Longer spring days mean more time outside—and a greater skin cancer risk. Will you be exercising outdoors? If so, learn more about protecting your skin.
The sun emits two kinds of ultraviolet radiation that are considered responsible for skin cancers – Ultraviolet A (UVA) and Ultraviolet B (UVB). Although UVA rays are less intense than UVB rays, they are present year-round and can penetrate glass and clouds. UVB rays are responsible for burning, tanning and also contribute to the development of skin cancer. UVB intensity varies by season, location and time of day and UVB rays cannot penetrate glass. You need to protect your skin from both kinds of radiation with appropriate sunscreen.
All sunscreen is labeled with a Sunscreen Protection Factor (SPF) number. Athletes should wear sunscreen with an SPF of at least 30, according to the American Academy of Dermatology. However, SPF indicates only how well a sunscreen protects against UVB rays only—so you also need to know that your sunscreen has UVA protection too. The label should say it has UVA, broad spectrum, or multi-spectrum protection. What’s more, look for a water-resistant sunscreen—there’s no such thing as a waterproof sunscreen, but a water-resistant one will last longer than typical sunscreens.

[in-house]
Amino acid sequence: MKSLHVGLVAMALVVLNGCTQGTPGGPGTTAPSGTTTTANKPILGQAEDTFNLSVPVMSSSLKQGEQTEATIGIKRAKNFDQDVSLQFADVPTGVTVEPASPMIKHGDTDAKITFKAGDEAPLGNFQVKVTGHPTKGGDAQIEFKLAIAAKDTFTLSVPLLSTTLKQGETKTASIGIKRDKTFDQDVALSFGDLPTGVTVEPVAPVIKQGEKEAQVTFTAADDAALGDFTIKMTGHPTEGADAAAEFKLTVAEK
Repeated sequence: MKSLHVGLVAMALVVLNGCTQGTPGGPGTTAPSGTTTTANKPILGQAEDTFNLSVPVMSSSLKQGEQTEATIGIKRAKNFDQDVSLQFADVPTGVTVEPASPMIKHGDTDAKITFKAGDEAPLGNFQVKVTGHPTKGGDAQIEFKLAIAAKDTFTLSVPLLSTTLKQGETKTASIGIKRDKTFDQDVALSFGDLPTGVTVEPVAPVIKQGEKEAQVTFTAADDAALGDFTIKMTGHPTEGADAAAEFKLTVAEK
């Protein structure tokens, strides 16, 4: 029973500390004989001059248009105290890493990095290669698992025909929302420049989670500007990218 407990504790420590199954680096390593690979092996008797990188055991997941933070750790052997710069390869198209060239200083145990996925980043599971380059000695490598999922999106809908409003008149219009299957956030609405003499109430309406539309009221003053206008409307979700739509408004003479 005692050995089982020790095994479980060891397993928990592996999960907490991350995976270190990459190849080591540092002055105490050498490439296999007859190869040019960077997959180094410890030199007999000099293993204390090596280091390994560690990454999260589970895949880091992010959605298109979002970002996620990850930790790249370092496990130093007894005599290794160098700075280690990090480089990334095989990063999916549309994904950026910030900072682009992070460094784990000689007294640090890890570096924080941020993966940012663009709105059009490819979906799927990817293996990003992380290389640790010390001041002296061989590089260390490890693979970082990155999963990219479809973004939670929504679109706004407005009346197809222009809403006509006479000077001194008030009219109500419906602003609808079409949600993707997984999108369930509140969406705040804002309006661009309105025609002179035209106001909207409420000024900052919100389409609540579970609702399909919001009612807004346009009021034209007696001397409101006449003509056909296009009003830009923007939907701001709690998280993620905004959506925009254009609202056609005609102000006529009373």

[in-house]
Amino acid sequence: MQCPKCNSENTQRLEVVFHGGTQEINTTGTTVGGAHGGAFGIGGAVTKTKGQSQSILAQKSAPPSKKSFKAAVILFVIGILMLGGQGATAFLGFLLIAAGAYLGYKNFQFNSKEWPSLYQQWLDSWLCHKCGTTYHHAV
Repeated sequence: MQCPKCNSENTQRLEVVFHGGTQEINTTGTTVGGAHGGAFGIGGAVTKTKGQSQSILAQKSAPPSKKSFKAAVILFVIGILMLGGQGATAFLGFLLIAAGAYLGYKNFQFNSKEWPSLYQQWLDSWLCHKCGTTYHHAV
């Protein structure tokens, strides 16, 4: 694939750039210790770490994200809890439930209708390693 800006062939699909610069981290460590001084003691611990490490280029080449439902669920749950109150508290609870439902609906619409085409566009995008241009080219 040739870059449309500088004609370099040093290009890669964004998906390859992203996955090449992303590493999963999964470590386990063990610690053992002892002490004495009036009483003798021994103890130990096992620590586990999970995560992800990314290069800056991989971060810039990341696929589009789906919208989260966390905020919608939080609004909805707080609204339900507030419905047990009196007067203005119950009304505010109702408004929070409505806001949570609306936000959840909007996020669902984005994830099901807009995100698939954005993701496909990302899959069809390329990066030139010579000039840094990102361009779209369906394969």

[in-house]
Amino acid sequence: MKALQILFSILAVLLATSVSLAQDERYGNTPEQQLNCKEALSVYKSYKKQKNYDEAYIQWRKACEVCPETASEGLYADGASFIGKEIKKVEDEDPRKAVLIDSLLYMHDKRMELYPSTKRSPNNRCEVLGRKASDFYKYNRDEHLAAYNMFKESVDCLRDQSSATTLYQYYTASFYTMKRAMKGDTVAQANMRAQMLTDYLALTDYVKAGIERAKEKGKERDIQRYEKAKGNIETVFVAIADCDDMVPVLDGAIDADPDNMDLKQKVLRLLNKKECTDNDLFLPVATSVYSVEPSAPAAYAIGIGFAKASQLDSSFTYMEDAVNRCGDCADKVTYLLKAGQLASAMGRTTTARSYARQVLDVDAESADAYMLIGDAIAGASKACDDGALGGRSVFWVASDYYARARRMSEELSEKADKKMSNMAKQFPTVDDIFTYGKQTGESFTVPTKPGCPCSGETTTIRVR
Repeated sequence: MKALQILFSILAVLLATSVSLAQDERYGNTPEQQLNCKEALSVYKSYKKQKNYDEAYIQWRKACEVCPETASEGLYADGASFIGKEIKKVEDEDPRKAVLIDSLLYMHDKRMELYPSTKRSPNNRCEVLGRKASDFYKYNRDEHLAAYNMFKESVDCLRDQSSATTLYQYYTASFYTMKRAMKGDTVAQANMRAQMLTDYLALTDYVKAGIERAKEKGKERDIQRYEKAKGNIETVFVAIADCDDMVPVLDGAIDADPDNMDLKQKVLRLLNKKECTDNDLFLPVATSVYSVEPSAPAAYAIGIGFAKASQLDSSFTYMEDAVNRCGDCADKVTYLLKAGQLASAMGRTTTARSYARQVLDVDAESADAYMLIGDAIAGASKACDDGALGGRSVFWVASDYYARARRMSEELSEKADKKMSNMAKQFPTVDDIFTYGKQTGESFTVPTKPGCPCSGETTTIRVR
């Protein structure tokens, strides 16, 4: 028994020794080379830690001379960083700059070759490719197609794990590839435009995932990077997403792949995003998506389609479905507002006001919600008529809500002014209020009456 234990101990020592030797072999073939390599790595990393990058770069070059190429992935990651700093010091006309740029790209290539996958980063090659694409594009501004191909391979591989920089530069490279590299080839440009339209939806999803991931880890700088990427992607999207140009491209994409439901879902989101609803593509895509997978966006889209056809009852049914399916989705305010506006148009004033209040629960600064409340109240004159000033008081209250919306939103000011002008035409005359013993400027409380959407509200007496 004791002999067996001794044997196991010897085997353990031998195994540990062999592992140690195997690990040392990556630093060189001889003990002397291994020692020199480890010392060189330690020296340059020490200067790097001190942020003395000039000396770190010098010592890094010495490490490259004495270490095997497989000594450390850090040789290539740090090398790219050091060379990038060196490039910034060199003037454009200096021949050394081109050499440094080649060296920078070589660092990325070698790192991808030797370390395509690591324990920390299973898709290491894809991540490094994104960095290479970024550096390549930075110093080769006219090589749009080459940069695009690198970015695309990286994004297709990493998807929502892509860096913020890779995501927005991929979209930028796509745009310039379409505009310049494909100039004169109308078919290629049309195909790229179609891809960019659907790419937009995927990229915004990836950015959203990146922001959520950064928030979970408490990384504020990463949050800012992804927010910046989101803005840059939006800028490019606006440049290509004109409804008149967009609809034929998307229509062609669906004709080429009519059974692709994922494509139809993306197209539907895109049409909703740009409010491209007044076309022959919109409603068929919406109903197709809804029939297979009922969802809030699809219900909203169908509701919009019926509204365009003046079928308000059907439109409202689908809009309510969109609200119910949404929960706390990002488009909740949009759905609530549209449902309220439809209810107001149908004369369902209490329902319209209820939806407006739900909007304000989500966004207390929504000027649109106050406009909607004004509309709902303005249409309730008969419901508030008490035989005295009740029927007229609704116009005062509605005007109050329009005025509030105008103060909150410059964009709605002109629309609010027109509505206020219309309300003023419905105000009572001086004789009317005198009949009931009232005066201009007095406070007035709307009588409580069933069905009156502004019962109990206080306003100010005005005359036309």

A few other important tips:
- Apply sun protection at least every two hours, even on cloudy days.
- Throw out last year’s sunscreen and stock up on new. Technically, sunscreen should be stable for at least three years, but dermatologists recommend discarding sunscreen products that you’ve had more than one year.
- Wear broad-brimmed hats and cover up with clothing to protect exposed skin. According to the Skin Cancer Foundation, darker, tightly woven garments provide the most SPF protection.
- Wear sunglasses! UVA and UVB rays can damage your eyes, potentially causing cataracts and vision loss as you age.